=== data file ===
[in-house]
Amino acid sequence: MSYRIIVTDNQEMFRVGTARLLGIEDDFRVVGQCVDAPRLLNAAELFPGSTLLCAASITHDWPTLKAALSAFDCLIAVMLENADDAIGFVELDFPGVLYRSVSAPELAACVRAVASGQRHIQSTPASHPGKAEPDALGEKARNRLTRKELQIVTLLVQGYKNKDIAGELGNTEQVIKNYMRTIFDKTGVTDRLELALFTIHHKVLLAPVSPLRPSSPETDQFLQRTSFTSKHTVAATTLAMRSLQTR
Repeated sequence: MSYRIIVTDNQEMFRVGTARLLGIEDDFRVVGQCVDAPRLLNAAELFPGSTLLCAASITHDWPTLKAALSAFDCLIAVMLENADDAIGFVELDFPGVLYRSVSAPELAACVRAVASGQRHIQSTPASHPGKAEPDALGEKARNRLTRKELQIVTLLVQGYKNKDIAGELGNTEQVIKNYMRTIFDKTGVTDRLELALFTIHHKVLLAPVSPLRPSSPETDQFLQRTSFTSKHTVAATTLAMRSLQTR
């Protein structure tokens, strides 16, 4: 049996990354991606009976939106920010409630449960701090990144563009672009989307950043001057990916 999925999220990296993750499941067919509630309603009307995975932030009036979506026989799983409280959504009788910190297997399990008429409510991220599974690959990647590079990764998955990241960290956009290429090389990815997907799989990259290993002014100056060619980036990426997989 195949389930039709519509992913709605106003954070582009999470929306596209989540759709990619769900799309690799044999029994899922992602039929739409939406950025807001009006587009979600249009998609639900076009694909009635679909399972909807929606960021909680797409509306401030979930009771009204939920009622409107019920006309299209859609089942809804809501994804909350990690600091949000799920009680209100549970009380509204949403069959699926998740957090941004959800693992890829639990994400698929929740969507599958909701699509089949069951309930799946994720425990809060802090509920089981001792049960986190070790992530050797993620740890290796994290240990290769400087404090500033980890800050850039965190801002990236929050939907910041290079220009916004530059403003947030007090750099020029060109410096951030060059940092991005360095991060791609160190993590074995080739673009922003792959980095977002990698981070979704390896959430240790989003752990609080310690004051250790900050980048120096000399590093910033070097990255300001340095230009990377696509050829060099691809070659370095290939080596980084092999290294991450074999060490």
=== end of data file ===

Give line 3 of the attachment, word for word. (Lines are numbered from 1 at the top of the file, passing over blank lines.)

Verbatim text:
Repeated sequence: MSYRIIVTDNQEMFRVGTARLLGIEDDFRVVGQCVDAPRLLNAAELFPGSTLLCAASITHDWPTLKAALSAFDCLIAVMLENADDAIGFVELDFPGVLYRSVSAPELAACVRAVASGQRHIQSTPASHPGKAEPDALGEKARNRLTRKELQIVTLLVQGYKNKDIAGELGNTEQVIKNYMRTIFDKTGVTDRLELALFTIHHKVLLAPVSPLRPSSPETDQFLQRTSFTSKHTVAATTLAMRSLQTR